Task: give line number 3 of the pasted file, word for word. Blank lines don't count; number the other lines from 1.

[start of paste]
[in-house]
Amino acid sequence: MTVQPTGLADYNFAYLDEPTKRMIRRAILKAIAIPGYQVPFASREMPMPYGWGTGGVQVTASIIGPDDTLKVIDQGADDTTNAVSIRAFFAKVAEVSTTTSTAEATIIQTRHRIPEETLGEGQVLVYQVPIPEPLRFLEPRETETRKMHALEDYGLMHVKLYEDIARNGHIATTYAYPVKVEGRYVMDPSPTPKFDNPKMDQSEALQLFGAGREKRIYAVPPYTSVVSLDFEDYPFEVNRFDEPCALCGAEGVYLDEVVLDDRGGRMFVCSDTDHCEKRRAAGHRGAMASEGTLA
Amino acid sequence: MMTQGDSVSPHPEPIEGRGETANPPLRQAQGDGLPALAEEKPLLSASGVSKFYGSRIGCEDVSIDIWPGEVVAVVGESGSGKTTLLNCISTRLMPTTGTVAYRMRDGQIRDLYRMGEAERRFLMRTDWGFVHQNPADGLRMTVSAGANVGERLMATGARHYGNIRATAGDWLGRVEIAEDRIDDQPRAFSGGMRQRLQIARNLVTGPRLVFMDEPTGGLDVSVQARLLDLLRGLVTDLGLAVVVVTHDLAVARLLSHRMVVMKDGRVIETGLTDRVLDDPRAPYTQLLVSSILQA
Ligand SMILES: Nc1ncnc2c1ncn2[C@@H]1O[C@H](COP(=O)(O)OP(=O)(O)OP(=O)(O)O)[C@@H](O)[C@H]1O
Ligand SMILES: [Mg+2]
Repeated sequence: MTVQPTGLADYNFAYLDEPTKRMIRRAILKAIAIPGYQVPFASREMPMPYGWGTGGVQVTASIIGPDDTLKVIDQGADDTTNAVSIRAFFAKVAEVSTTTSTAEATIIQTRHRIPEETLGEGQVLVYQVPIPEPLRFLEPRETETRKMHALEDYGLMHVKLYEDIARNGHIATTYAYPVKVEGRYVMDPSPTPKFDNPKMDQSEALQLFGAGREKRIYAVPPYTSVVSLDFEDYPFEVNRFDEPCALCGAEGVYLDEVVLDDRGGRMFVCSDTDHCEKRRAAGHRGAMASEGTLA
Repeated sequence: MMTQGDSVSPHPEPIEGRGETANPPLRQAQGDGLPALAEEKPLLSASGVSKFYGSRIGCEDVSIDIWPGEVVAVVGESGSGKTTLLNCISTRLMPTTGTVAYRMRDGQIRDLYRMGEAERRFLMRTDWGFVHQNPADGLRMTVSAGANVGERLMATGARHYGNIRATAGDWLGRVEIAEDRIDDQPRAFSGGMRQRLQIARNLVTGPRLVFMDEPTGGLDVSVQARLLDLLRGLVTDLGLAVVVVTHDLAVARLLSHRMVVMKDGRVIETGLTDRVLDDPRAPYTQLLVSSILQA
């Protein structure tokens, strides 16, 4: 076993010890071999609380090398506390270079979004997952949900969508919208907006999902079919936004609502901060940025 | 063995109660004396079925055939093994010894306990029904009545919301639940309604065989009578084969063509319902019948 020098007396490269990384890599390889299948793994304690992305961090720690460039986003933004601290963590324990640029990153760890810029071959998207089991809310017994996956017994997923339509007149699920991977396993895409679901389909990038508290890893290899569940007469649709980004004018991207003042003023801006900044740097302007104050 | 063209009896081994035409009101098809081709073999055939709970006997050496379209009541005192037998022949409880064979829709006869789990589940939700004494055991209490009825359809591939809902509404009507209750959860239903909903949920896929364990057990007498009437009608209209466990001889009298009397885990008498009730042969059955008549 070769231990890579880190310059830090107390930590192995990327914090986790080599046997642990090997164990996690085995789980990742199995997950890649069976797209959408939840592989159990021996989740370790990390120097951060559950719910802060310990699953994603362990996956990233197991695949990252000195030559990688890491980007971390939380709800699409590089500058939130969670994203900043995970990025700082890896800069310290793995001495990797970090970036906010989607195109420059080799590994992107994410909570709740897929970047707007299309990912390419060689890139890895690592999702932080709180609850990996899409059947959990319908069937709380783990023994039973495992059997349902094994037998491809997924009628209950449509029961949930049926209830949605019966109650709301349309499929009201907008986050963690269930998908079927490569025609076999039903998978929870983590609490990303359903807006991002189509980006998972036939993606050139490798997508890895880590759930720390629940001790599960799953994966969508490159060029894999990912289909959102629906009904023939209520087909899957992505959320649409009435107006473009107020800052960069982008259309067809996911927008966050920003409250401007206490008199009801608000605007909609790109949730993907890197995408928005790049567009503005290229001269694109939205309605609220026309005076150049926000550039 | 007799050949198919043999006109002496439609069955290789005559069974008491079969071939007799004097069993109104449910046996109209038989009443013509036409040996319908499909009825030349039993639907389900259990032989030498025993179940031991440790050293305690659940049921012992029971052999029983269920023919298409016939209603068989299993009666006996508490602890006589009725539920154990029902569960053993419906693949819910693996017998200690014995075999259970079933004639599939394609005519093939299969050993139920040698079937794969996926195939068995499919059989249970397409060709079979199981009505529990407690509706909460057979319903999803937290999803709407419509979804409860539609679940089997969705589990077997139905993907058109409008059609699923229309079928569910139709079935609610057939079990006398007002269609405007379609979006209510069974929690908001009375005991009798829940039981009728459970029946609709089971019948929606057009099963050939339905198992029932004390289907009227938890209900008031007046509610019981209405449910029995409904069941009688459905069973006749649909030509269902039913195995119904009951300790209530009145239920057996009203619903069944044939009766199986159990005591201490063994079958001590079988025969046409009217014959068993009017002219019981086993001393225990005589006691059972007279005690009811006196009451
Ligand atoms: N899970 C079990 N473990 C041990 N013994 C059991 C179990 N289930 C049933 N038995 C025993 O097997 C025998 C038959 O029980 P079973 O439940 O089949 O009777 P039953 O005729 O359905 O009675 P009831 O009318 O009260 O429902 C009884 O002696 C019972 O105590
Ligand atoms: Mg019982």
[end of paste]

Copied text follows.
Amino acid sequence: MMTQGDSVSPHPEPIEGRGETANPPLRQAQGDGLPALAEEKPLLSASGVSKFYGSRIGCEDVSIDIWPGEVVAVVGESGSGKTTLLNCISTRLMPTTGTVAYRMRDGQIRDLYRMGEAERRFLMRTDWGFVHQNPADGLRMTVSAGANVGERLMATGARHYGNIRATAGDWLGRVEIAEDRIDDQPRAFSGGMRQRLQIARNLVTGPRLVFMDEPTGGLDVSVQARLLDLLRGLVTDLGLAVVVVTHDLAVARLLSHRMVVMKDGRVIETGLTDRVLDDPRAPYTQLLVSSILQA